HomeEducationDoctorate (PhD & EngD)Current candidatesPhD infoUpcoming Public DefencesPhD Defence Eliane Nieuwenhuis | Magnetic identification of sentinel lymph nodes in the head and neck - Reaching leaves

PhD Defence Eliane Nieuwenhuis | Magnetic identification of sentinel lymph nodes in the head and neck - Reaching leaves

Magnetic identification of sentinel lymph nodes in the head and neck - Reaching leaves

The PhD defence of Eliane Nieuwenhuis will take place (partly) online and can be followed by a live stream.

Eliane Nieuwenhuis is a PhD student in the research group Magnetic Detection and Imaging (MDI). Supervisor is prof.dr.ir. B. ten Haken and co-supervisor is dr.ir. L. Alic both from the Faculty of Science & Technology (S&T).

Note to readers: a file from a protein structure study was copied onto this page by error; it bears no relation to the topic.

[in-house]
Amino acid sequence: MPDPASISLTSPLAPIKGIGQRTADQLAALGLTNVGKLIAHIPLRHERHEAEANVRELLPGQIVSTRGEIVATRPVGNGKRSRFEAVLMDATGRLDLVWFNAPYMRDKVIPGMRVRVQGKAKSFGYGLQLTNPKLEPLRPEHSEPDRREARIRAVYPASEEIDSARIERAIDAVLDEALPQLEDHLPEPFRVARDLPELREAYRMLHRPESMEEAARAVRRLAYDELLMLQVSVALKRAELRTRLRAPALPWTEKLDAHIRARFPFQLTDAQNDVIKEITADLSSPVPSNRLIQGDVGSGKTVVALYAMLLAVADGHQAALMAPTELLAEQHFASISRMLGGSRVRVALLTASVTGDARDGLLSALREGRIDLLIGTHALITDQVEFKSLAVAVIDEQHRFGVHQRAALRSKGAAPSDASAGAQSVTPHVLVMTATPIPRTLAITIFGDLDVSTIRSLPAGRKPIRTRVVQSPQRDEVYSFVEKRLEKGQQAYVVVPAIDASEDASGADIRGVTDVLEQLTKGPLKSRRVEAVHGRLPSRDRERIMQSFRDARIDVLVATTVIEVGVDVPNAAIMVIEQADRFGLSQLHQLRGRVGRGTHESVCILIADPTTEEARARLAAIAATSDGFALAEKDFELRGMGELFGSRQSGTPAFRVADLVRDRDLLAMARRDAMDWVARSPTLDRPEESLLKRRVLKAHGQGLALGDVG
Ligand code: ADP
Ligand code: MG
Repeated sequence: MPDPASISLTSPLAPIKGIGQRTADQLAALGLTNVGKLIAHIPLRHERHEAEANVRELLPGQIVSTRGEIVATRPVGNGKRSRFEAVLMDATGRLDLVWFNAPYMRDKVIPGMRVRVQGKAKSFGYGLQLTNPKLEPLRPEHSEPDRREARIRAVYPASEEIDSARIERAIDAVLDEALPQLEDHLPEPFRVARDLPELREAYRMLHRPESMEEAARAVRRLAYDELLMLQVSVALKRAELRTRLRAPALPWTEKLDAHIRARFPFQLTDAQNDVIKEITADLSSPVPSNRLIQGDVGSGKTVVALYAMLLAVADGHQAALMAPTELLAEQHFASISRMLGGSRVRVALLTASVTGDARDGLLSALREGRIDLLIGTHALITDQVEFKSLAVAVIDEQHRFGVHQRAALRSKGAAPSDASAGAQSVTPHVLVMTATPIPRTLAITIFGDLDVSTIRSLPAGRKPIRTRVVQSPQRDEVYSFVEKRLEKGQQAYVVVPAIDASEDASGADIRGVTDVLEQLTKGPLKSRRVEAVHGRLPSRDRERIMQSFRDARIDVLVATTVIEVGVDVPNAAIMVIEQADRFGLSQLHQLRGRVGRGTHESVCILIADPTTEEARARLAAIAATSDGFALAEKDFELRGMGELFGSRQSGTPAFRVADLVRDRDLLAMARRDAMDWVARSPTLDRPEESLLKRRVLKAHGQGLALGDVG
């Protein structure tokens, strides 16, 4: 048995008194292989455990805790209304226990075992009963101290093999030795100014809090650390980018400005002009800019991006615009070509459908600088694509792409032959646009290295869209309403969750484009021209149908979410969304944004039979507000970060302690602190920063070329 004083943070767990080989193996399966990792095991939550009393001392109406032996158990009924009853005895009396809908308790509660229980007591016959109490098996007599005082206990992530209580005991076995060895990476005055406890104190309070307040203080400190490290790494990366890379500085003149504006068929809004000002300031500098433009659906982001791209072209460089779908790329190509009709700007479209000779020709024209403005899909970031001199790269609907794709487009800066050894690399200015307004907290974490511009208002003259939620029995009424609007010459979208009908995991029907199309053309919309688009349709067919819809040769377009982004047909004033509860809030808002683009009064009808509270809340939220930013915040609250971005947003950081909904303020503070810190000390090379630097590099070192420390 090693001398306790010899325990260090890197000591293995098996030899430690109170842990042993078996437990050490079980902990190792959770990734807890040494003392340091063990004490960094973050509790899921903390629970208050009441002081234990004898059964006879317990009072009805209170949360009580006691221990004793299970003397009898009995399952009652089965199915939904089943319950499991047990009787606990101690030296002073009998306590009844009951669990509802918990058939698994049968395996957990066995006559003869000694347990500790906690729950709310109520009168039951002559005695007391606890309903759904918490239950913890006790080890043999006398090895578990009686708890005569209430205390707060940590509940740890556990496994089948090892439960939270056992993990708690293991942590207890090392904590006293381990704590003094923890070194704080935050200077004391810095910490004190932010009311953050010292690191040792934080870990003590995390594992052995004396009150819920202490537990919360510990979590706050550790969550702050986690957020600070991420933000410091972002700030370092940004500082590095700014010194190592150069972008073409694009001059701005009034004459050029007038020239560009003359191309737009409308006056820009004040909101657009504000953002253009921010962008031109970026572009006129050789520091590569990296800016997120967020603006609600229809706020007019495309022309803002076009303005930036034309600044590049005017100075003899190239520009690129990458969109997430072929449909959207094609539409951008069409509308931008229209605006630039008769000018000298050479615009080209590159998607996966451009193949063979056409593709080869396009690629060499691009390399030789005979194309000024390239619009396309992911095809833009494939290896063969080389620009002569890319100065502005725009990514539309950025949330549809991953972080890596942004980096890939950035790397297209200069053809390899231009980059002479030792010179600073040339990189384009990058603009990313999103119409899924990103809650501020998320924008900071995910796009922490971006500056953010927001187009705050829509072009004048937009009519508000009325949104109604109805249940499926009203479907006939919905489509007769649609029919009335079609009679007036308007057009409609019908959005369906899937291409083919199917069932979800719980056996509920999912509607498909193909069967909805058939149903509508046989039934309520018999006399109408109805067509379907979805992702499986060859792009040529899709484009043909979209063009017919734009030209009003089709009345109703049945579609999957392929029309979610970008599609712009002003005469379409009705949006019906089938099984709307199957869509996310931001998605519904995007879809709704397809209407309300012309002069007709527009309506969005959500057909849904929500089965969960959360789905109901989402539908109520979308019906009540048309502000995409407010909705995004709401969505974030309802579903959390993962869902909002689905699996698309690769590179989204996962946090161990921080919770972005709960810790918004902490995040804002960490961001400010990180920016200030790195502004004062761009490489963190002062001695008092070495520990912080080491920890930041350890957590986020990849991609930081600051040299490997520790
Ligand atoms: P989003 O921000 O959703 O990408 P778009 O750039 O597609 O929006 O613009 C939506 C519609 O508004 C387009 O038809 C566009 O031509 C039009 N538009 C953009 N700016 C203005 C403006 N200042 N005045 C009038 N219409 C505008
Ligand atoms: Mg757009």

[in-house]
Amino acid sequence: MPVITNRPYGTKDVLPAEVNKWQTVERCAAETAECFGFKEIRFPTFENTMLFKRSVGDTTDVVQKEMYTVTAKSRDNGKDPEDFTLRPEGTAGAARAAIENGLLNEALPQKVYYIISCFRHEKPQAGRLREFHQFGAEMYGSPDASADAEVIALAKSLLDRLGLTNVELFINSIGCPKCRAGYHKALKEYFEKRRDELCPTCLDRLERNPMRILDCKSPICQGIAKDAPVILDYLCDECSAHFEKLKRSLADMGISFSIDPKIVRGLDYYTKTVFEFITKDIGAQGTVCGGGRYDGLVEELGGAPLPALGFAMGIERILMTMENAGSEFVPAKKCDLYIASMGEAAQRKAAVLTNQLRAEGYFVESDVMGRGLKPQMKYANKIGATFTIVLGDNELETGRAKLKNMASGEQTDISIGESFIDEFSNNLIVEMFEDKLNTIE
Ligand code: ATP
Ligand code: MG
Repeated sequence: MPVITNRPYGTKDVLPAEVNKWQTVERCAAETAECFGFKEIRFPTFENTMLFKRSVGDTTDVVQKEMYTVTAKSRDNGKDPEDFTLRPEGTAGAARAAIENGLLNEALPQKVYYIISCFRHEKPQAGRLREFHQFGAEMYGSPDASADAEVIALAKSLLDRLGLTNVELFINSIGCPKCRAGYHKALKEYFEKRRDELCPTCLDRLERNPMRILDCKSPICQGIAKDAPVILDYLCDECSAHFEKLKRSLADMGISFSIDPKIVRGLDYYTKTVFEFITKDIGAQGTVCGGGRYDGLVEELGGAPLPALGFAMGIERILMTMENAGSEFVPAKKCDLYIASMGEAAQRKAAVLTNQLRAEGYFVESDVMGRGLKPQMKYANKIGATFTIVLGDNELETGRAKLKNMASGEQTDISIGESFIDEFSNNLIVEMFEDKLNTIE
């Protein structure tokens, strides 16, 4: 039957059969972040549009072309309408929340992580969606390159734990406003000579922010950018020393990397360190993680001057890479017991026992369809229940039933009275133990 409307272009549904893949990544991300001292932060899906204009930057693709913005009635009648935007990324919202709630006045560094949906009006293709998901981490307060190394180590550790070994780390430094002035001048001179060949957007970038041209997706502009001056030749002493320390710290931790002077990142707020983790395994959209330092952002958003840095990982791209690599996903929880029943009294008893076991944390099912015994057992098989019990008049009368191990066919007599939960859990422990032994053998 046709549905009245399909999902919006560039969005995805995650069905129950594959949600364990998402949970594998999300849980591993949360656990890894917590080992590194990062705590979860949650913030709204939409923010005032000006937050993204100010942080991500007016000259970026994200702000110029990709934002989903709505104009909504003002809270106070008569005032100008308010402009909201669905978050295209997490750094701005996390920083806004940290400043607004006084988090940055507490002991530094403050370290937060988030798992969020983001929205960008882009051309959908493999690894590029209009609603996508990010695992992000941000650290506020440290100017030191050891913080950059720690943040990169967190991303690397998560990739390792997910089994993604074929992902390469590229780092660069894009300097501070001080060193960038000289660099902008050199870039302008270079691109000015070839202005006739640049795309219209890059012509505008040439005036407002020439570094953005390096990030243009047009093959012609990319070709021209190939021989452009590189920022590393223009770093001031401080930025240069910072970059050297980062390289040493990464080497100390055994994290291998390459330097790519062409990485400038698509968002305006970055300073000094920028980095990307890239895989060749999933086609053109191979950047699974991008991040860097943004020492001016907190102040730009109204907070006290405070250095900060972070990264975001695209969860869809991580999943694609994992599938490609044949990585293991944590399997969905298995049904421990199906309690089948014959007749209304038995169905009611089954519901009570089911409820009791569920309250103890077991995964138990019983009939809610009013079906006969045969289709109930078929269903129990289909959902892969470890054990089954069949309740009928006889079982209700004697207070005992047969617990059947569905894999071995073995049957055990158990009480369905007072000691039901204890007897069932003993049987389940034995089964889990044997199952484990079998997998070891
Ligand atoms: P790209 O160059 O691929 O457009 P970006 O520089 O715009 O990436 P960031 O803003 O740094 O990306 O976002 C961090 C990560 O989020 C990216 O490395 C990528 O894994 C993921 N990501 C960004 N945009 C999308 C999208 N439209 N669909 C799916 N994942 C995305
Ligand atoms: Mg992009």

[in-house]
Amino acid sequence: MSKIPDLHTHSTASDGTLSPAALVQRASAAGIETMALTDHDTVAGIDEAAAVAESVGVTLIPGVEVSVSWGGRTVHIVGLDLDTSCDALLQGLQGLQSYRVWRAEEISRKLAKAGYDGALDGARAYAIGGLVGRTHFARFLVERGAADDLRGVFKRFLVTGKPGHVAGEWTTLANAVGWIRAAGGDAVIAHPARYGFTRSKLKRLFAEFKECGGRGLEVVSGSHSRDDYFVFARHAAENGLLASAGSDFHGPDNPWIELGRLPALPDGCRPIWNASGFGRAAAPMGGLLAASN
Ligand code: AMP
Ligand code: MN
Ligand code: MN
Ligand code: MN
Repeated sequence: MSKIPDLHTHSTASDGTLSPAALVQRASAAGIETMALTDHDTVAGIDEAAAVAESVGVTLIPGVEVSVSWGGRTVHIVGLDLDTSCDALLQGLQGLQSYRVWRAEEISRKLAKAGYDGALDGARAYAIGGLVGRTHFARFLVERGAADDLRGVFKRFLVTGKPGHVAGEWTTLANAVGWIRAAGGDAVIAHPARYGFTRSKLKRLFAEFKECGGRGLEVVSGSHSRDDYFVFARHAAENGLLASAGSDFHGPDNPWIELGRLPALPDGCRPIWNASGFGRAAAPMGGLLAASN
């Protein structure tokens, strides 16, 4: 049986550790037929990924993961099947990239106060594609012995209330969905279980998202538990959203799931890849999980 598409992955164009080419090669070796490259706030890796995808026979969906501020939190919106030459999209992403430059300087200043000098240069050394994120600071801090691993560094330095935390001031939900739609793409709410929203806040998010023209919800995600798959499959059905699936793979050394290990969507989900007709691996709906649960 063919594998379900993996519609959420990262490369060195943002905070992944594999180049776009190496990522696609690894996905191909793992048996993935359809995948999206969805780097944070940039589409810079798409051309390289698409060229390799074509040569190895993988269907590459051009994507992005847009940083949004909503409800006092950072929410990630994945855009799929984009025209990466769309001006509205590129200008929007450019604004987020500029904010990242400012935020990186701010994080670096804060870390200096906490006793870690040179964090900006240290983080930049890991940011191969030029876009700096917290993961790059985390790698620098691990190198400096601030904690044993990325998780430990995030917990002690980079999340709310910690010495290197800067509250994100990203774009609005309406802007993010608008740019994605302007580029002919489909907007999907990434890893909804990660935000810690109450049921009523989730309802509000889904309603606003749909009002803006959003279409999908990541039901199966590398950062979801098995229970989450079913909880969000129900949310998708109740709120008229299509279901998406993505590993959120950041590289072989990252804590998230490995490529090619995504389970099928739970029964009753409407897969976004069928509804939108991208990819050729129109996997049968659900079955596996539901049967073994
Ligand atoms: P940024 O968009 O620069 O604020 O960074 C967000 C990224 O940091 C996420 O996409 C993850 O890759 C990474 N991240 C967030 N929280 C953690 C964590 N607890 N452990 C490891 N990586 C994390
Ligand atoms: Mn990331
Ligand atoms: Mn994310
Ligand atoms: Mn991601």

This thesis aims to contribute to knowledge with respect to the possibilities of a magnetic sentinel node biopsy (SLNB) procedure in the head and neck region. The SLNB procedure can be used to determine if a cancer has spread to the regional lymph nodes (LNs) when physical and radiological examination did not reveal metastases. This is of importance since the presence of metastases determine the patient's prognosis and treatment plan. The current gold standard SLNB procedure uses a radioisotope as tracer for identification of the SLN(s) on preoperative imaging and intraoperative detection with a gamma probe. The tracer is injected around the tumor so that it can follow its path through the lymphatics to the SLN(s) and accumulate there for subsequent identification. The accuracy of this procedure in oral squamous cell carcinoma (OSCC) is high. However, in patients with a tumor in the floor of mouth, a type of the OSCC, this accuracy is lower. This is explained by the close proximity of the injection site and the SLN. Thus, the injection site can overshadow the SLN (the so-called "shine-through" phenomenon), making it difficult to correctly identify the SLN. Therefore, alternatives are being investigated and the magnetic approach is one of them.